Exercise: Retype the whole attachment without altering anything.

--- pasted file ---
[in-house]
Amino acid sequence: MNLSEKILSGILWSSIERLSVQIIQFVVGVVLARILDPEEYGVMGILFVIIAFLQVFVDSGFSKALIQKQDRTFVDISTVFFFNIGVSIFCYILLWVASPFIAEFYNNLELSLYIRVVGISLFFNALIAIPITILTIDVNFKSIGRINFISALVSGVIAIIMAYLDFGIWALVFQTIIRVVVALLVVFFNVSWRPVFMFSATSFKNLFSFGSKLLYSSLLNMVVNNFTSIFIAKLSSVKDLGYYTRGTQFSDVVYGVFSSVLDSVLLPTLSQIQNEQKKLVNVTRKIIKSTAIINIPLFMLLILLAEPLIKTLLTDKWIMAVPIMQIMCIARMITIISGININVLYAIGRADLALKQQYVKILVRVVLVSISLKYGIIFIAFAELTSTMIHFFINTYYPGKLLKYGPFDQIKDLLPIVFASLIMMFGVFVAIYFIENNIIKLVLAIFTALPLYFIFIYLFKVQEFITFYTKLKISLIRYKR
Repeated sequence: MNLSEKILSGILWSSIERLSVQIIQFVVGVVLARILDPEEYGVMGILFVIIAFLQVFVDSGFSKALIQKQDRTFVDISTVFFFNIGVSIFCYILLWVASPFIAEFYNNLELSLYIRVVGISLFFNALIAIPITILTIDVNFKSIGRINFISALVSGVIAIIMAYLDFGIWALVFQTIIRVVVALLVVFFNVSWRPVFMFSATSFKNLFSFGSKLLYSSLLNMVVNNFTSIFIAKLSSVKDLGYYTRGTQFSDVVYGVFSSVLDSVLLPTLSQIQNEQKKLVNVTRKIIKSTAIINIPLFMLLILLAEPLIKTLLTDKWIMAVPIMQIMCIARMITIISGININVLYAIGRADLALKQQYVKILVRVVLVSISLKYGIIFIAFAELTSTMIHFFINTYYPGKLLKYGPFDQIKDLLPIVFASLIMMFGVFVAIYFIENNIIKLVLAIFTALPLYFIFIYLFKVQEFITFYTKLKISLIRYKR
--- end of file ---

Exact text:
[in-house]
Amino acid sequence: MNLSEKILSGILWSSIERLSVQIIQFVVGVVLARILDPEEYGVMGILFVIIAFLQVFVDSGFSKALIQKQDRTFVDISTVFFFNIGVSIFCYILLWVASPFIAEFYNNLELSLYIRVVGISLFFNALIAIPITILTIDVNFKSIGRINFISALVSGVIAIIMAYLDFGIWALVFQTIIRVVVALLVVFFNVSWRPVFMFSATSFKNLFSFGSKLLYSSLLNMVVNNFTSIFIAKLSSVKDLGYYTRGTQFSDVVYGVFSSVLDSVLLPTLSQIQNEQKKLVNVTRKIIKSTAIINIPLFMLLILLAEPLIKTLLTDKWIMAVPIMQIMCIARMITIISGININVLYAIGRADLALKQQYVKILVRVVLVSISLKYGIIFIAFAELTSTMIHFFINTYYPGKLLKYGPFDQIKDLLPIVFASLIMMFGVFVAIYFIENNIIKLVLAIFTALPLYFIFIYLFKVQEFITFYTKLKISLIRYKR
Repeated sequence: MNLSEKILSGILWSSIERLSVQIIQFVVGVVLARILDPEEYGVMGILFVIIAFLQVFVDSGFSKALIQKQDRTFVDISTVFFFNIGVSIFCYILLWVASPFIAEFYNNLELSLYIRVVGISLFFNALIAIPITILTIDVNFKSIGRINFISALVSGVIAIIMAYLDFGIWALVFQTIIRVVVALLVVFFNVSWRPVFMFSATSFKNLFSFGSKLLYSSLLNMVVNNFTSIFIAKLSSVKDLGYYTRGTQFSDVVYGVFSSVLDSVLLPTLSQIQNEQKKLVNVTRKIIKSTAIINIPLFMLLILLAEPLIKTLLTDKWIMAVPIMQIMCIARMITIISGININVLYAIGRADLALKQQYVKILVRVVLVSISLKYGIIFIAFAELTSTMIHFFINTYYPGKLLKYGPFDQIKDLLPIVFASLIMMFGVFVAIYFIENNIIKLVLAIFTALPLYFIFIYLFKVQEFITFYTKLKISLIRYKR